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HIV template helps to fight infection

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The development of a potential new treatment for drug-resistant bacteria will be reported in the June issue of the Journal of Antimicrobial Agents and Chemotherapy.

Cationic antimicrobial peptides (CAPs) are small peptides that are ubiquitous in nature, having evolved as part of the defence mechanism of higher organisms. They have an amino acid composition that gives them a positive electrical charge.

The exact mode of action of CAPs remains elusive, but most are thought to act on bacterial cell membranes, which are rich in negatively charged phospholipids. The CAPs disrupt these membranes, either by the formation of pores or by barrier disruption. CAPs can be synthetically engineered, when they are known as eCAPs.

Much recent research has been conducted to ascertain which lengths and sequences of amino acid are best for optimal antimicrobial activity.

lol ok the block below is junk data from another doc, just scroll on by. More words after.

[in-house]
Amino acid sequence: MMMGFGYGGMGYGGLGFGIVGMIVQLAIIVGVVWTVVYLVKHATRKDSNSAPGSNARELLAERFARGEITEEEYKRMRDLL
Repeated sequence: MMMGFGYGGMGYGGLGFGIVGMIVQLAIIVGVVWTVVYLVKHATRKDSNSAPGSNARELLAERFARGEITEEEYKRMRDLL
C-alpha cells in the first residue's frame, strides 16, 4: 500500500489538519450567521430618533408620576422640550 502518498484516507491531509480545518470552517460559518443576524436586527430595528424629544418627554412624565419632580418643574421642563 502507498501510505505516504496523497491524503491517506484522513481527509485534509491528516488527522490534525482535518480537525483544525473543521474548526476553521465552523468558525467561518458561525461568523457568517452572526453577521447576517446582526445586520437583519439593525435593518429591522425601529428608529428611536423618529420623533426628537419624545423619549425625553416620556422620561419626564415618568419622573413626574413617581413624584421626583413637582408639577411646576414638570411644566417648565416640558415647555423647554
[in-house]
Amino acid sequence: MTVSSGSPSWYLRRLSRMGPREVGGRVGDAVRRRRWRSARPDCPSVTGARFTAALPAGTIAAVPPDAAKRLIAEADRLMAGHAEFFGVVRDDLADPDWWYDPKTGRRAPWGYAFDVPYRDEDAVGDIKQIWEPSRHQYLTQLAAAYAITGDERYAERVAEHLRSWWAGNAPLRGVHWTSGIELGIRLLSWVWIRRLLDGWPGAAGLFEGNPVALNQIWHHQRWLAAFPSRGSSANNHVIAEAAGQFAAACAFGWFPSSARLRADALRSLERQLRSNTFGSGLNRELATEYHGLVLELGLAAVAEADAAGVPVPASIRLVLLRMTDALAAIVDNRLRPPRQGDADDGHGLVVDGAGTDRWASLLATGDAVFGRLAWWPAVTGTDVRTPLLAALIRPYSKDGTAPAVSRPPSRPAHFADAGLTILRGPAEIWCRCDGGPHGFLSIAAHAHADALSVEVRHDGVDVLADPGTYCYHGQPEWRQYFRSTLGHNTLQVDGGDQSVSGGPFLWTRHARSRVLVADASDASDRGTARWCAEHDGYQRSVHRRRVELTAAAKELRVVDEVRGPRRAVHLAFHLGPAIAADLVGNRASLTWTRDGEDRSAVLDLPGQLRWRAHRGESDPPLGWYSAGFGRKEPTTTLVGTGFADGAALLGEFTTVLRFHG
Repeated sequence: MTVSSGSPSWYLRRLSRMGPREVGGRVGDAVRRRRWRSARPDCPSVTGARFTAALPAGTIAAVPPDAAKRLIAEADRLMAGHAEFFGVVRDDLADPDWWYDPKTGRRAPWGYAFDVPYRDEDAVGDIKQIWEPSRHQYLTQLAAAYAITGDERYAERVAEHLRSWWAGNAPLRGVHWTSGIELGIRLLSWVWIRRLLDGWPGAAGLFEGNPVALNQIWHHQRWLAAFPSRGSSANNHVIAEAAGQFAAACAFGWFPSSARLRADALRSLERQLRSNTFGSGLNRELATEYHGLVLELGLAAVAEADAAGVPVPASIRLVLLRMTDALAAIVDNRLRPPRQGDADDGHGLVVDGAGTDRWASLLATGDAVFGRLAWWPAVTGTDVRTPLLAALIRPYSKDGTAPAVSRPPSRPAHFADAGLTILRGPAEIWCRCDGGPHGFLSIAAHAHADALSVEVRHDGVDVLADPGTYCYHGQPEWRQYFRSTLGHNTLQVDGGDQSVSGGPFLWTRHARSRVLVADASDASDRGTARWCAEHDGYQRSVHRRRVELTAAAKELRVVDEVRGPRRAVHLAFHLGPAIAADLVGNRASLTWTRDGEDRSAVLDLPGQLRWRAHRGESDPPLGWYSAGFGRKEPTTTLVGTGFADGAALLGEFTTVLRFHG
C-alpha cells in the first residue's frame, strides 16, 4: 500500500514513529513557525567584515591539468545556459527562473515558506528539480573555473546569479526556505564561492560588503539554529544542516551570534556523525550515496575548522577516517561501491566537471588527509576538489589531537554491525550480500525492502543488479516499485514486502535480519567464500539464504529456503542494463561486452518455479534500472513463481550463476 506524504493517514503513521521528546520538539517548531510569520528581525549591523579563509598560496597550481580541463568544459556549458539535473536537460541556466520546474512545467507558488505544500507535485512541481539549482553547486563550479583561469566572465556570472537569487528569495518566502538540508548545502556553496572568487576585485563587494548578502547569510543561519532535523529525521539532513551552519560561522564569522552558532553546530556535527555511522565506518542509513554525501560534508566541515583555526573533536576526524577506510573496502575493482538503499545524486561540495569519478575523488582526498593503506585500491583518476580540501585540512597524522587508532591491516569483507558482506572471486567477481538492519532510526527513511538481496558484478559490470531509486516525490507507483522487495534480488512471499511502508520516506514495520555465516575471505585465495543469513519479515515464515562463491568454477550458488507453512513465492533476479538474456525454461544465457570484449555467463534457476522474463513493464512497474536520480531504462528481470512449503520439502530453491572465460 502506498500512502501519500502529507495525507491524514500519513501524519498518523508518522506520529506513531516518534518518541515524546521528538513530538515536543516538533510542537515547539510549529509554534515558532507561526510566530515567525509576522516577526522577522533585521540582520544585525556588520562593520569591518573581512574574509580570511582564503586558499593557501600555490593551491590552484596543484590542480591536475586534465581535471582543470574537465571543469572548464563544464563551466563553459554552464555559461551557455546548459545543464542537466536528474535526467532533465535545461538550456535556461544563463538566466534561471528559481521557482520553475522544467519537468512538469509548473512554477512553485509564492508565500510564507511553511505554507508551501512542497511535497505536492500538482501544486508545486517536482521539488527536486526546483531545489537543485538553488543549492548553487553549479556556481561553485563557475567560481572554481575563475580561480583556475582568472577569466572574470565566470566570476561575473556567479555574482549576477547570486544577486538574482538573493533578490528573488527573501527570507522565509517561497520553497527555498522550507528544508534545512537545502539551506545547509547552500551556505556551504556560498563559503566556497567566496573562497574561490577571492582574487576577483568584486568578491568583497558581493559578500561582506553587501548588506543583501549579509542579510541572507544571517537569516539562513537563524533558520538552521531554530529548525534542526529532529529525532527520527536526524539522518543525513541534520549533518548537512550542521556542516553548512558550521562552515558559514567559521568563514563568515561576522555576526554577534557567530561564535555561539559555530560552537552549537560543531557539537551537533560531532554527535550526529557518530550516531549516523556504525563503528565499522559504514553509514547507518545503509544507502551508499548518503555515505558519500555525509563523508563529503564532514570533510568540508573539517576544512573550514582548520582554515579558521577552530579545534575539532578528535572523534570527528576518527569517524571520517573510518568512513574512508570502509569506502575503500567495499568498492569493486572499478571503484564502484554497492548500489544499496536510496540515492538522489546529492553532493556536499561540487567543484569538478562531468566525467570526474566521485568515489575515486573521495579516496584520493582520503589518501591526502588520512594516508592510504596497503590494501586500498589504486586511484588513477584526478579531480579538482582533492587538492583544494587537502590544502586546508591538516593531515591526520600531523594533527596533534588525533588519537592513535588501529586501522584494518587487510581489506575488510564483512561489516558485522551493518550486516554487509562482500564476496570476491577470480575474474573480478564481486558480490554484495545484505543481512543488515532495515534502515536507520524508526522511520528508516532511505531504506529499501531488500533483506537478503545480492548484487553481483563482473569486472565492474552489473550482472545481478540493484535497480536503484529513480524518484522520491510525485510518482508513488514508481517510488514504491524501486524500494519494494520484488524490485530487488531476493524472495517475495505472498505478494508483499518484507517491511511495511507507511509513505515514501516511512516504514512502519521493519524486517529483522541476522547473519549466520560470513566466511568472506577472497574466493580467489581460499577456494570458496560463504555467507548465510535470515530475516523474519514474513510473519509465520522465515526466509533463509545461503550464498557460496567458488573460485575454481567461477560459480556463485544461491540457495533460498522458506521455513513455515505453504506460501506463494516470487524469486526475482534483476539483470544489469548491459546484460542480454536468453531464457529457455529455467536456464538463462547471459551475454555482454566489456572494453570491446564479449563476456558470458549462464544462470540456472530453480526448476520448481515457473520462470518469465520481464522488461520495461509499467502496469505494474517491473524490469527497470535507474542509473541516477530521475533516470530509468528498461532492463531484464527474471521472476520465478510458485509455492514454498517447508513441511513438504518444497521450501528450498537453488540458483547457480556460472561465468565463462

Scientists at the University of Pittsburgh, conducting basic research on HIV proteins, discovered that a particular sequence of amino acids on the tail end of the HIV allows the virus to infect host cells. The team was able to reproduce this sequence in the form of an eCAP, and laboratory tests demonstrated that it rapidly destroys bacteria resistant to most antibiotics. Because they are specifically attracted to target bacteria, the eCAPs can cause disruption and bacterial cell death in minutes or even seconds.

Further research has shown that they are also effective against
so-called biofilms, communities of bacteria resistant to antibiotics that form a protective outer film for the bacterial population in the centre, such as those found in the lungs of cystic fibrosis sufferers. The eCAPs appear to be able to penetrate rapidly this outer biofilm to destroy the bacteria within.

The future development of eCAPs is cause for optimism in the treatment of life-threatening antibiotic-resistant infections.

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